Eliminating Pharmaceutical Gray Markets
Shortages affect less than 1 percent of the approximately 40,000 pharmaceuticals in the U.S. marketplace, and the vast majority (88 percent in 2013) of shortages involve generic, rather than patented, drugs. Yet when a shortage involves a life-sustaining or significantly life-enhancing drug and there is no substitute, statistics do not convey the full impact of this situation.
So when these drugs are not available through traditional channels, gray markets emerge. Gray markets involve the trading of drugs that have been stockpiled by wholesale distributors. While legal, this activity is unofficial, unauthorized, and unintended by the original manufacturer. It's also profitable, because shortages facilitate price-gouging. And as these drugs are processed by wholesaler distributors and pharmacies, which can involve the drugs changing hands four or five times, they may be repackaged, relabeled, stored under improper conditions, or replaced by counterfeits.
An FDA plan released in October 2013 acknowledges opportunities for all stakeholders — including manufacturers, researchers, professional organizations, and patients — to address drug shortages. But in particular, the Pharmaceutical Research and Manufacturers of America (PhRMA) has an opportunity to lead a market-based strategy to minimize the impact of gray-market activities.
PhRMA’s formal position on gray markets is as follows:
The practice of price gouging by secondary wholesalers, which largely comprise the "gray market," is unacceptable and presents serious concerns for patient safety, as it cannot be assured that the products have been handled in a way that maintains their integrity.
As a leading pharmaceutical industry association, PhRMA has an opportunity to encourage a self-regulatory approach. PhRMA could promote an industry-wide policy in which drug manufacturers insist on anti-gray-market provisions in their contracts with wholesale distributors. Contracts could, for example, require distributors to buy only from manufacturers and to sell only to pharmacies and hospitals. These are called "Authorized Distributor of Record" agreements.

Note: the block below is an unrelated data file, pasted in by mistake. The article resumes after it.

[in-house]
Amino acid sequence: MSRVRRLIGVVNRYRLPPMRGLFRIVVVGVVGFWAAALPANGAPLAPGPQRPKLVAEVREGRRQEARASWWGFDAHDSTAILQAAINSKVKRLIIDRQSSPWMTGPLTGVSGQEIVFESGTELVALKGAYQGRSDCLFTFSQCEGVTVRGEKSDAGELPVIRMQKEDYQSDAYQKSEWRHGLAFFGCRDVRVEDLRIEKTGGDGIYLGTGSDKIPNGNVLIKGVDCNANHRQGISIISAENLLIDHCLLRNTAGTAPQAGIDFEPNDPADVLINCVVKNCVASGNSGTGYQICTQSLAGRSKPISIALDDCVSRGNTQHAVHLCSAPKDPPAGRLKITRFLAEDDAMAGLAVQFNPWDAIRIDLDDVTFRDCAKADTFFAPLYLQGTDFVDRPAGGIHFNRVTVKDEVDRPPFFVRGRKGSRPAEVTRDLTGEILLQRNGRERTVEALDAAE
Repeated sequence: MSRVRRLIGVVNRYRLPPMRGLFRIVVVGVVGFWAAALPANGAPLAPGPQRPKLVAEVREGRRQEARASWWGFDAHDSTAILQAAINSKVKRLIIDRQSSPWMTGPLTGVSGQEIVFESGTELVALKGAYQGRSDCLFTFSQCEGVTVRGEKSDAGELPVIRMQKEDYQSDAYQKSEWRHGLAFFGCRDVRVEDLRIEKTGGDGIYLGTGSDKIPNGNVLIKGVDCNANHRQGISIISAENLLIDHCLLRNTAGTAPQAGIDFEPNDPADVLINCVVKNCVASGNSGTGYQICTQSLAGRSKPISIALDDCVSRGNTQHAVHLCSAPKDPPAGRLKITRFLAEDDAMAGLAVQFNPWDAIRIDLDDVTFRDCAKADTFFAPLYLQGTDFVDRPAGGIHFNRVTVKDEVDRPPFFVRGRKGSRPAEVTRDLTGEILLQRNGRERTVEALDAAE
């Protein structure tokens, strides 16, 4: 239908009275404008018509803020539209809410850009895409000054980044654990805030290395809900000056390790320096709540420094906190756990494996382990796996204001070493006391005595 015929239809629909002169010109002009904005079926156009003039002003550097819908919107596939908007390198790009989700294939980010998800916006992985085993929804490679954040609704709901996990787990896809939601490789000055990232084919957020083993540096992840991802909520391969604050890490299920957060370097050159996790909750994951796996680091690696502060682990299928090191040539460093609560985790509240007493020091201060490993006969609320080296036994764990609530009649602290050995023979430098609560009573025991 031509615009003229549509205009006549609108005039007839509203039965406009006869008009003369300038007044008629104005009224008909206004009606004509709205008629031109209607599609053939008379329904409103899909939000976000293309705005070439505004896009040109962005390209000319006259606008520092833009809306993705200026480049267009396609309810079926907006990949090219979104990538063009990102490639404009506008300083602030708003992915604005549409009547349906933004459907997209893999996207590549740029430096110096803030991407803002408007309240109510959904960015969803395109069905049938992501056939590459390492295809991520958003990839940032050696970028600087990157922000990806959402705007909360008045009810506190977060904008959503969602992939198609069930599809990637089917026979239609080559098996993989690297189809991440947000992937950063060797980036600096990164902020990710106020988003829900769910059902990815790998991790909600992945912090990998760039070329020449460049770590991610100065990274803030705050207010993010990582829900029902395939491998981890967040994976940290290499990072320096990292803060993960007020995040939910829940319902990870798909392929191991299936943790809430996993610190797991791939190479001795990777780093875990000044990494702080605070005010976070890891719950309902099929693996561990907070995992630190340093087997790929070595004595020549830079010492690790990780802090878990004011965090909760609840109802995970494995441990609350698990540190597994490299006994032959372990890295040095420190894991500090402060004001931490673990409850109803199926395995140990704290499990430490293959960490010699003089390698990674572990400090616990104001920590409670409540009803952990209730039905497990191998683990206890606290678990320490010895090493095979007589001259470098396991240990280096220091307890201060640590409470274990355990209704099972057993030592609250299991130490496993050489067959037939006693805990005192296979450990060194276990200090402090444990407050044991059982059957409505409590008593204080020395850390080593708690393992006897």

Pharmacies and hospitals, meanwhile, should buy drugs only when the drugs have the proper "pedigree." Federal and state laws usually require wholesale distributors to provide their customers a record of the distribution route a drug has traveled since it left the manufacturer. Pharmacies and hospitals should make sure to obtain these records and inspect them carefully.
The first public reaction to a persistent industry problem is to look for government solutions. But in this case, if PhRMA takes the lead, a self-regulatory approach may work best.
Thomas A. Hemphill is a professor of strategy, innovation, and public policy in the University of Michigan-Flint School of Management and a senior fellow with the National Center for Policy Analysis.